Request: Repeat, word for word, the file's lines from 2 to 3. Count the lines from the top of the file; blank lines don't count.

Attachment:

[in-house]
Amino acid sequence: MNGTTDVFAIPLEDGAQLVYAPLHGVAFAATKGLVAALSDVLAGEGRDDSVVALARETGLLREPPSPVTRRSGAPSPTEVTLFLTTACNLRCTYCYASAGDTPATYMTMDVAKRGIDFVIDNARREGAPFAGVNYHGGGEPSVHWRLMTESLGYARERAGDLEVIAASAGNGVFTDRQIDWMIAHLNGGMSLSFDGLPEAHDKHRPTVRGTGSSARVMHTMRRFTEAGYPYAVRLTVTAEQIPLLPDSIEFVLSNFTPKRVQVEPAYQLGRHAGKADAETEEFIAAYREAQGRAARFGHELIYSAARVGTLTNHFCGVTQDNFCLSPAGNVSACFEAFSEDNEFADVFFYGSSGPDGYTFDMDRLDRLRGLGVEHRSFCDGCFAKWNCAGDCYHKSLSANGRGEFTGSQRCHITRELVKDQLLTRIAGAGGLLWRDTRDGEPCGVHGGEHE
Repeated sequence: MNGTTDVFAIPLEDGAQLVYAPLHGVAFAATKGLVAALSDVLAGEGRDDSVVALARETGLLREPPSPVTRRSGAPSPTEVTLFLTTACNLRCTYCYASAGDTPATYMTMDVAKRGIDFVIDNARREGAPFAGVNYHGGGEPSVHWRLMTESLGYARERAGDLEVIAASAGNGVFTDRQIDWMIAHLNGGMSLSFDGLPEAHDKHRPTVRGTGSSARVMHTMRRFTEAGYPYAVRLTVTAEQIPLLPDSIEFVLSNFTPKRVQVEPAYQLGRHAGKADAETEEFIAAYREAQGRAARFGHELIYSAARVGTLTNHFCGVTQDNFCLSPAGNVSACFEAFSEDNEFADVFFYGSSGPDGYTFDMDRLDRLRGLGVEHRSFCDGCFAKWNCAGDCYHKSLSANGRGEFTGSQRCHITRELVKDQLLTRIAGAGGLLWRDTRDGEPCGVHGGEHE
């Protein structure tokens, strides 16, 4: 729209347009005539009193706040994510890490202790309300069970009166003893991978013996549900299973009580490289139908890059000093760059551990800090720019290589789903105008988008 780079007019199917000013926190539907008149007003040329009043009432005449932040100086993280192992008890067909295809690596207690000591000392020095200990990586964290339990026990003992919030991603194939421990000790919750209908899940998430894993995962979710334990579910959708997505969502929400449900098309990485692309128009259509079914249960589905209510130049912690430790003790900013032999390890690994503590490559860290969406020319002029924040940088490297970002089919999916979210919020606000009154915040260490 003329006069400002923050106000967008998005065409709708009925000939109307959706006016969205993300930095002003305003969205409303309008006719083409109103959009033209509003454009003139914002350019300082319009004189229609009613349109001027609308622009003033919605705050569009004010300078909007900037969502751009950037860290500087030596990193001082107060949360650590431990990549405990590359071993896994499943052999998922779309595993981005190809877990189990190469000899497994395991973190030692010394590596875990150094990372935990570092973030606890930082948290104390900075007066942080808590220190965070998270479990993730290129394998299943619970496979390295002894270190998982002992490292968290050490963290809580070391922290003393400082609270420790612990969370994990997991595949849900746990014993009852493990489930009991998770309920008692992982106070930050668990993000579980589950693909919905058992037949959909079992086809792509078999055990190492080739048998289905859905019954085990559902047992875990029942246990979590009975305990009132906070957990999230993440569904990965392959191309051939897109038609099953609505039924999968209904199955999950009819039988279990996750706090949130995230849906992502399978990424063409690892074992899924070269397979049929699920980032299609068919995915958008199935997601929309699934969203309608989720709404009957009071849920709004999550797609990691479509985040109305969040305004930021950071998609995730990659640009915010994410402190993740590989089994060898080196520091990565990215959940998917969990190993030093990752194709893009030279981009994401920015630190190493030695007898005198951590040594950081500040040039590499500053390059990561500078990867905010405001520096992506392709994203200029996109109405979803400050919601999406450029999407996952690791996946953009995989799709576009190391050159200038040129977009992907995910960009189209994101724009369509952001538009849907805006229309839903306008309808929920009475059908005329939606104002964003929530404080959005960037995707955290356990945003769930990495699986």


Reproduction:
Amino acid sequence: MNGTTDVFAIPLEDGAQLVYAPLHGVAFAATKGLVAALSDVLAGEGRDDSVVALARETGLLREPPSPVTRRSGAPSPTEVTLFLTTACNLRCTYCYASAGDTPATYMTMDVAKRGIDFVIDNARREGAPFAGVNYHGGGEPSVHWRLMTESLGYARERAGDLEVIAASAGNGVFTDRQIDWMIAHLNGGMSLSFDGLPEAHDKHRPTVRGTGSSARVMHTMRRFTEAGYPYAVRLTVTAEQIPLLPDSIEFVLSNFTPKRVQVEPAYQLGRHAGKADAETEEFIAAYREAQGRAARFGHELIYSAARVGTLTNHFCGVTQDNFCLSPAGNVSACFEAFSEDNEFADVFFYGSSGPDGYTFDMDRLDRLRGLGVEHRSFCDGCFAKWNCAGDCYHKSLSANGRGEFTGSQRCHITRELVKDQLLTRIAGAGGLLWRDTRDGEPCGVHGGEHE
Repeated sequence: MNGTTDVFAIPLEDGAQLVYAPLHGVAFAATKGLVAALSDVLAGEGRDDSVVALARETGLLREPPSPVTRRSGAPSPTEVTLFLTTACNLRCTYCYASAGDTPATYMTMDVAKRGIDFVIDNARREGAPFAGVNYHGGGEPSVHWRLMTESLGYARERAGDLEVIAASAGNGVFTDRQIDWMIAHLNGGMSLSFDGLPEAHDKHRPTVRGTGSSARVMHTMRRFTEAGYPYAVRLTVTAEQIPLLPDSIEFVLSNFTPKRVQVEPAYQLGRHAGKADAETEEFIAAYREAQGRAARFGHELIYSAARVGTLTNHFCGVTQDNFCLSPAGNVSACFEAFSEDNEFADVFFYGSSGPDGYTFDMDRLDRLRGLGVEHRSFCDGCFAKWNCAGDCYHKSLSANGRGEFTGSQRCHITRELVKDQLLTRIAGAGGLLWRDTRDGEPCGVHGGEHE